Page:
1 This book surveys the trajectories of the unemployed in the United States, from their dismissal to their return to employment. It fills a gap in the literature by showing that these trajectories are constructed by gender and social class. Based on narratives drawn from 100 interviews conducted between 2013 and 2015 with men and women who had just lost full-time jobs and were receiving unemployment benefits from the State of Pennsylvania, the author meticulously dissects the mechanisms of accumulation of advantages/disadvantages that differentiate various individuals’ experiences of unemployment. Damaske helps us to understand why for some individuals unemployment is an interlude that enables them to take time for themselves, whereas for others it marks the entry into poverty and poor health.
2 She shows that this differentiation begins with the accentuation of economic inequalities. The previous incomes of more affluent workers result in higher savings and unemployment benefits (as well as severance pay for men), which together limit the effects of job loss on household budgets and lifestyles. Women, in contrast to men, often feel guilty about losing their job and respond in two ways: by increasing the time they spend on domestic work and by sacrificing their health to put the needs of their families first. This is what Damaske calls the ‘guilt gap’. This is one of the most interesting results of the study, which runs against the idea that unemployment is primarily a male challenge.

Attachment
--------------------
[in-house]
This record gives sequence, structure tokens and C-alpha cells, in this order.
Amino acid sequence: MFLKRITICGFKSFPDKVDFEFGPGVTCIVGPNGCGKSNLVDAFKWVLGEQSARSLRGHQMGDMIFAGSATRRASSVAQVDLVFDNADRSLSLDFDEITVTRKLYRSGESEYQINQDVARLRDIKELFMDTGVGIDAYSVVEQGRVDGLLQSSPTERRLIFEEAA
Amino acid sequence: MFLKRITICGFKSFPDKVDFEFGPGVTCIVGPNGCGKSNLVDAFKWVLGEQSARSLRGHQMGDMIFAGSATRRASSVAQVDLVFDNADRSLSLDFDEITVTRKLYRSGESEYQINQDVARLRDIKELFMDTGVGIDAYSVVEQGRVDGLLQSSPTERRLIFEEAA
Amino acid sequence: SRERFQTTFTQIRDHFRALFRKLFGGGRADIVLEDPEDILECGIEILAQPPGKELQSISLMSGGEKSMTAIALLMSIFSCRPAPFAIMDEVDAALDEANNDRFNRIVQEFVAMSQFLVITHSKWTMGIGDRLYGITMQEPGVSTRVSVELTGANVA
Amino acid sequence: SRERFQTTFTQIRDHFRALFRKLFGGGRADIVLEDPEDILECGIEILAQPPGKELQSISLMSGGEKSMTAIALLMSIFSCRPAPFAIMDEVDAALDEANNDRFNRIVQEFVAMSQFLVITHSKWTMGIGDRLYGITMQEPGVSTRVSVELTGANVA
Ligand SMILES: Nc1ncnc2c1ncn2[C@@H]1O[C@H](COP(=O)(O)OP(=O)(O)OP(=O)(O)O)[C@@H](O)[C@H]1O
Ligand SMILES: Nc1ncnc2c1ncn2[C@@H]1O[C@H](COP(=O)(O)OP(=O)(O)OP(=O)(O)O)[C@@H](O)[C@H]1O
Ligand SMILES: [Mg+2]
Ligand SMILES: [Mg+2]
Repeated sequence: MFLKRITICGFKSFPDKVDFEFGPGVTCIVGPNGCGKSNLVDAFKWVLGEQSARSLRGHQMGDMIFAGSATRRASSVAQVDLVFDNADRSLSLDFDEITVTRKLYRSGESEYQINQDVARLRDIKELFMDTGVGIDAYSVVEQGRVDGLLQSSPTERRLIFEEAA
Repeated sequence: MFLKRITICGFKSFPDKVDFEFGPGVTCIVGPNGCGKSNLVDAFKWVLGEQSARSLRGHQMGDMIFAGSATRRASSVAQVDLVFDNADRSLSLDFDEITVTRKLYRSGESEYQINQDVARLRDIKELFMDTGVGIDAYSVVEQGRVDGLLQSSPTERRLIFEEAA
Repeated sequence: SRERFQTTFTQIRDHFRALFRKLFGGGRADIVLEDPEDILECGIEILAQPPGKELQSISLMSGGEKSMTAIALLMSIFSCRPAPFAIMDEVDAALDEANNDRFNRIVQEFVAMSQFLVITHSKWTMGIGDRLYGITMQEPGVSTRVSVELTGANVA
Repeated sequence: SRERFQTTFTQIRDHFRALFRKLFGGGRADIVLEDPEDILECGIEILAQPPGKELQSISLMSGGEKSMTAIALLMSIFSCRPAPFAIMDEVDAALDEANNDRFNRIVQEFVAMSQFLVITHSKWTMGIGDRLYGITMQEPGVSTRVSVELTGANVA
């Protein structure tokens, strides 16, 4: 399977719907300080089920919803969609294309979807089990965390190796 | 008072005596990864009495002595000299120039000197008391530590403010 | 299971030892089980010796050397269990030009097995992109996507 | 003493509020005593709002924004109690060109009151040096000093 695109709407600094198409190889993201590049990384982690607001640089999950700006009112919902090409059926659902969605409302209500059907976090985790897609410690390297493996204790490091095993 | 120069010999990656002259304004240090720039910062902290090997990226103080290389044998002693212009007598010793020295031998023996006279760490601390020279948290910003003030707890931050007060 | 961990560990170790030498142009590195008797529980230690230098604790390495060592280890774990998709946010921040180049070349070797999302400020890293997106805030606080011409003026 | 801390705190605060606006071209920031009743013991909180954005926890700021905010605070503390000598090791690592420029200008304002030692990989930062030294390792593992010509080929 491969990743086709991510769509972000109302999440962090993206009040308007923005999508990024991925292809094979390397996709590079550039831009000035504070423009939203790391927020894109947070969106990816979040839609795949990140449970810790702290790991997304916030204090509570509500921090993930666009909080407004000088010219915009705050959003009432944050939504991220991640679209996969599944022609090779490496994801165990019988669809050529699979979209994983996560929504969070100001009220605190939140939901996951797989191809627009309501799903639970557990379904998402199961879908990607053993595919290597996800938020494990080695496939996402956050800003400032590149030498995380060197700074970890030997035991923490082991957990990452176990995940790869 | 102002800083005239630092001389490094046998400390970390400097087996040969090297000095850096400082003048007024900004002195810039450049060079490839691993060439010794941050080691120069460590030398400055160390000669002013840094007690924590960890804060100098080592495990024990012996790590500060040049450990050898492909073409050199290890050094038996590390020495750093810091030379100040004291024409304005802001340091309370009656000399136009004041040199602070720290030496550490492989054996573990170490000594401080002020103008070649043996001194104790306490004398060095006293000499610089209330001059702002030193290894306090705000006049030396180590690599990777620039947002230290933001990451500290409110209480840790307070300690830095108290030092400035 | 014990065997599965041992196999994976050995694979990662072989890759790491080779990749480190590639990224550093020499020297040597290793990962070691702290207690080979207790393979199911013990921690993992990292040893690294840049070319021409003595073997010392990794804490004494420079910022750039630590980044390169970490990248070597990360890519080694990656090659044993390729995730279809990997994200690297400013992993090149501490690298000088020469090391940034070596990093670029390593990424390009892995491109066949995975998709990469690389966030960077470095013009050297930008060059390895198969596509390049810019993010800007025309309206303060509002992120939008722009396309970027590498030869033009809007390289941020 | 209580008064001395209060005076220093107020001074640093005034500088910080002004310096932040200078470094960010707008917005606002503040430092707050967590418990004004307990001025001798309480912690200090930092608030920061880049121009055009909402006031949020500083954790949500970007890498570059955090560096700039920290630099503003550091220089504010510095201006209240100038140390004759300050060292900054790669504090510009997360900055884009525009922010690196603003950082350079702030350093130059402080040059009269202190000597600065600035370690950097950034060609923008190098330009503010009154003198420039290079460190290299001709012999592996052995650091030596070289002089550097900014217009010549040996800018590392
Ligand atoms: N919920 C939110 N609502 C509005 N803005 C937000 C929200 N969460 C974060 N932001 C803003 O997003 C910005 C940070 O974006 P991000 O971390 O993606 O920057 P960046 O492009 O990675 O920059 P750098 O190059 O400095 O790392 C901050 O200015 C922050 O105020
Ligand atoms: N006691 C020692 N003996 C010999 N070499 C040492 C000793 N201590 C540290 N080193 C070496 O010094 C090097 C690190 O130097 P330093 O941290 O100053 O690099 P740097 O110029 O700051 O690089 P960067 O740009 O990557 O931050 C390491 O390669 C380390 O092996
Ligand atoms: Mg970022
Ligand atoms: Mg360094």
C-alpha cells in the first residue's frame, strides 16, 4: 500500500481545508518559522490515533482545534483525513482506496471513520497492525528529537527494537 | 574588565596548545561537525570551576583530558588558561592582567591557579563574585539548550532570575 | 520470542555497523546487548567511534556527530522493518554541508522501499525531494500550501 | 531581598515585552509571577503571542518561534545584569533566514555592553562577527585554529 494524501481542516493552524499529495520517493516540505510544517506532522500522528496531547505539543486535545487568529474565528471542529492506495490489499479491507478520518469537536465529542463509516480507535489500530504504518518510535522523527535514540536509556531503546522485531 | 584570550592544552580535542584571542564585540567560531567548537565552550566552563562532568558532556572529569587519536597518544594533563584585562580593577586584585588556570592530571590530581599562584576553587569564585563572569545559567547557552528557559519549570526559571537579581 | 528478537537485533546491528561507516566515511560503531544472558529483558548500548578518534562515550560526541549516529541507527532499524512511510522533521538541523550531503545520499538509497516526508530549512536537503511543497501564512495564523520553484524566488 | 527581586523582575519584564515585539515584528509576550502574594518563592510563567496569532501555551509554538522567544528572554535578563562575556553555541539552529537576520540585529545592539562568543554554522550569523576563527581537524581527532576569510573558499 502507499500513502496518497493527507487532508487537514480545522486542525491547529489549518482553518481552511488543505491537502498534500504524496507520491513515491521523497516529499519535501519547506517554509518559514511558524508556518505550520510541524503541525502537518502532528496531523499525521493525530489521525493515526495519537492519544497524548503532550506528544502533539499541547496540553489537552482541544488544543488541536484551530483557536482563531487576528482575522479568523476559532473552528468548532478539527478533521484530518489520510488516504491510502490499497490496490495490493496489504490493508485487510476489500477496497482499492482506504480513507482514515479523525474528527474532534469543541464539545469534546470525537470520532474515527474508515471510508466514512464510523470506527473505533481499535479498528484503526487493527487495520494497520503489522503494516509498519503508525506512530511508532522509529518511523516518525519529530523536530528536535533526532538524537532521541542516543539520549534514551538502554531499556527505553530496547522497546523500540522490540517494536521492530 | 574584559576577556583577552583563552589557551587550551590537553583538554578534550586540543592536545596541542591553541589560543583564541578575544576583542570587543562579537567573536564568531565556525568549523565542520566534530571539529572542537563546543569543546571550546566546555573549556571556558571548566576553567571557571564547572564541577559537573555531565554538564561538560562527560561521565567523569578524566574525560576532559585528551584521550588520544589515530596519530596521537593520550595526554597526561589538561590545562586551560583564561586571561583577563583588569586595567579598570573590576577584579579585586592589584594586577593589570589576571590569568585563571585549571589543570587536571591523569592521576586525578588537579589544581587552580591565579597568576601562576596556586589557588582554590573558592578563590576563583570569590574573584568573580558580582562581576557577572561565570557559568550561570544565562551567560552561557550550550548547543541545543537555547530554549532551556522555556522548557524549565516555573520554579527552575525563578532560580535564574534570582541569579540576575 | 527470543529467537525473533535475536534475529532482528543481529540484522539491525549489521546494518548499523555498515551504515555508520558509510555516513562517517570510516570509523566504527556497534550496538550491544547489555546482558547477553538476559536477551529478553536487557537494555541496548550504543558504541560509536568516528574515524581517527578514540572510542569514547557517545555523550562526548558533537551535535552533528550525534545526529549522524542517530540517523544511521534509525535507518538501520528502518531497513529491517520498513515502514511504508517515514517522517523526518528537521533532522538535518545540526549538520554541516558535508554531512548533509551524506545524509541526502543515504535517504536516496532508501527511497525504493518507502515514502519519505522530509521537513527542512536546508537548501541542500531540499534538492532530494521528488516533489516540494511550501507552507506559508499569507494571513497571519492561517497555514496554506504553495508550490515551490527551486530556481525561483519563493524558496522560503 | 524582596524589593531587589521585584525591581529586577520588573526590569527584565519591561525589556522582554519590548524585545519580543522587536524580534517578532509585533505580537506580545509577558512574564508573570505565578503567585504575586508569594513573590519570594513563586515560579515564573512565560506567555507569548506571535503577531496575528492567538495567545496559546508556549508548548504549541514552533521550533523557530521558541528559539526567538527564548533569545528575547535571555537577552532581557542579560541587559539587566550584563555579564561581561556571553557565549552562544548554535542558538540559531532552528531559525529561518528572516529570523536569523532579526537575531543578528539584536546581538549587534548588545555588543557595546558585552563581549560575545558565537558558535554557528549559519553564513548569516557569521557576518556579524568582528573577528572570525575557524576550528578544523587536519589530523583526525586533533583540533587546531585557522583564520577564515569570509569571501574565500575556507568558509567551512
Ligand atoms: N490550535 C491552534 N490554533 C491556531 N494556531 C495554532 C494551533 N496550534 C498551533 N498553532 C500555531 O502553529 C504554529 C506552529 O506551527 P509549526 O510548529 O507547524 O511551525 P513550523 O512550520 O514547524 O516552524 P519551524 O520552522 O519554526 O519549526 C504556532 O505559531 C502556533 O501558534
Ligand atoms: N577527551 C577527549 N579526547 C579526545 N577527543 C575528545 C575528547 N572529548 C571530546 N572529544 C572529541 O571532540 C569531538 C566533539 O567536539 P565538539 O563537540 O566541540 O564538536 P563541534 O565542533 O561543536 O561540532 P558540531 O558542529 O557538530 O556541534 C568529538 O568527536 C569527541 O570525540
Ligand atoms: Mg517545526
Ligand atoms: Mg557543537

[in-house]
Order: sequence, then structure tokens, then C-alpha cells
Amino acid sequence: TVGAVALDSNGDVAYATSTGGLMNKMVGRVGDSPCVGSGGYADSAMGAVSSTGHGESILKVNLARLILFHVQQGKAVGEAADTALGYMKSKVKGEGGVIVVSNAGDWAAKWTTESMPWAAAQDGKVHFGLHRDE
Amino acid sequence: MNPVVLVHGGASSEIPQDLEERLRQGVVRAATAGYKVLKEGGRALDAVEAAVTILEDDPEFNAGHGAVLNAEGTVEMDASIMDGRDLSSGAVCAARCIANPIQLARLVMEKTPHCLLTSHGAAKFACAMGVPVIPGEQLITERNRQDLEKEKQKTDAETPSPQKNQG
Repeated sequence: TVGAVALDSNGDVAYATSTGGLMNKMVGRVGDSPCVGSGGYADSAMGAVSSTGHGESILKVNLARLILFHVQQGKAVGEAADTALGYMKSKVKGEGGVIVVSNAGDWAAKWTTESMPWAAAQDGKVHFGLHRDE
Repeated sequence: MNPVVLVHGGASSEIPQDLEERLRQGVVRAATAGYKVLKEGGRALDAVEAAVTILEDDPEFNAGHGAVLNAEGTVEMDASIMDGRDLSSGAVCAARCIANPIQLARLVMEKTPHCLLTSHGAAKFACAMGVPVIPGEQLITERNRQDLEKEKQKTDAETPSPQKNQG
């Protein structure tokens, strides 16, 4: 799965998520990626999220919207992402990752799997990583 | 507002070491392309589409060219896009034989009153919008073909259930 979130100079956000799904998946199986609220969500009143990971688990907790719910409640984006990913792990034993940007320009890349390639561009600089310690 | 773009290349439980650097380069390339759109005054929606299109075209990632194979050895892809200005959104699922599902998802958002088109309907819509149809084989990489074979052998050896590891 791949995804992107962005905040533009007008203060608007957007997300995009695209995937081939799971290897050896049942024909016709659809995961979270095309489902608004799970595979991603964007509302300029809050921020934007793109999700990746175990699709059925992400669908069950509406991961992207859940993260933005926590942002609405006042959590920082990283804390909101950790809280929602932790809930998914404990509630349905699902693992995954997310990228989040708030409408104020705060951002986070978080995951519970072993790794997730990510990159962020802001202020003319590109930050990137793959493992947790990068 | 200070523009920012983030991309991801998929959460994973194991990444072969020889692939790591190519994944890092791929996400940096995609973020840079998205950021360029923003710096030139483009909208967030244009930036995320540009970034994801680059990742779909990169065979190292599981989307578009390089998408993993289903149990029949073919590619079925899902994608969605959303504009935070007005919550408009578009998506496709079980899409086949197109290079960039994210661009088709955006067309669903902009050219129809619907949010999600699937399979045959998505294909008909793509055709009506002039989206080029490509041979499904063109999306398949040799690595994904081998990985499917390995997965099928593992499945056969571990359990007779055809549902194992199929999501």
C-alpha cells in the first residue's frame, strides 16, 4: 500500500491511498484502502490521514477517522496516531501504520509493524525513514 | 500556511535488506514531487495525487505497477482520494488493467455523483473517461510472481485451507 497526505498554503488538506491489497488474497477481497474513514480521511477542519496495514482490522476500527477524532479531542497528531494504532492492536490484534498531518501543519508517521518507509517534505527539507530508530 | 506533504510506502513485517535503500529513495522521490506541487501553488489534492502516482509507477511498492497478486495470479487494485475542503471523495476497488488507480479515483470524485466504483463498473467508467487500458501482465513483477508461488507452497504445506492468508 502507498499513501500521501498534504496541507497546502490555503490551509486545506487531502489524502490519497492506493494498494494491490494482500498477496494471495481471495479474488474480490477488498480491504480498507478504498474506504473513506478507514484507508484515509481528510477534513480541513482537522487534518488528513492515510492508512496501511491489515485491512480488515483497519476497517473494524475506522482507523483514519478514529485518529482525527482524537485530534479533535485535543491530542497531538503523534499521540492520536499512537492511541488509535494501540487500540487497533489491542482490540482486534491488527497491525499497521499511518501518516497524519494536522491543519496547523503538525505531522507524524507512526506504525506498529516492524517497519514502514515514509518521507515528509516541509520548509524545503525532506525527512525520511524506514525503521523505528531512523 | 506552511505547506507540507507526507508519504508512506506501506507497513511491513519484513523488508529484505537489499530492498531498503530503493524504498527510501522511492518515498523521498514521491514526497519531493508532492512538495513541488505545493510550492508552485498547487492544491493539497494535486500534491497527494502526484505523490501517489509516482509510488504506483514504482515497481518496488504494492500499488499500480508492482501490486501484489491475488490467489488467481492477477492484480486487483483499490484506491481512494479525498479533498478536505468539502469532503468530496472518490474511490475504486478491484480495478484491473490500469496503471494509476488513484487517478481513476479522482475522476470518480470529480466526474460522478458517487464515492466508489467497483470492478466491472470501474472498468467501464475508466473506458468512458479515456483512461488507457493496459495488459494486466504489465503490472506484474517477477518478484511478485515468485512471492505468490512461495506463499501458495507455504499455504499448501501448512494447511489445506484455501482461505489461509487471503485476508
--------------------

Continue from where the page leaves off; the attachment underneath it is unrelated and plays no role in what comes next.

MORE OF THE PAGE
3 Together, these elements differentiate the phase of return to employment. Men in the middle and upper classes allow themselves a break before looking for a job, while women immediately start the search, following a set timetable. In the working classes, while financial urgency drives men into an immediate, desperate quest for employment, domestic responsibilities and the work of managing poverty deprive women of the time they need to effectively seek employment. One year after their first interview, only men in the middle and upper classes succeed in returning to jobs with equivalent prestige and pay. Working-class individuals, on the other hand, generally either have not found a job or have found one with lower pay and prestige. Damaske reveals the high levels of self-blame that women who lose their jobs inflict on themselves, leading them to put their family’s needs before their own, sacrifice their health, and take on more domestic tasks. This ‘guilt gap’ illustrates how unemployment too often exacerbates existing differences between men and women.
4 Through in-depth analyses of the trajectories of individuals with a variety of profiles, corroborated by statistical analyses, Damaske provides us with fascinating insights into unemployment as a process that structures all areas of the social lives of individuals and that exacerbates gender and class inequalities well beyond the period of unemployment itself.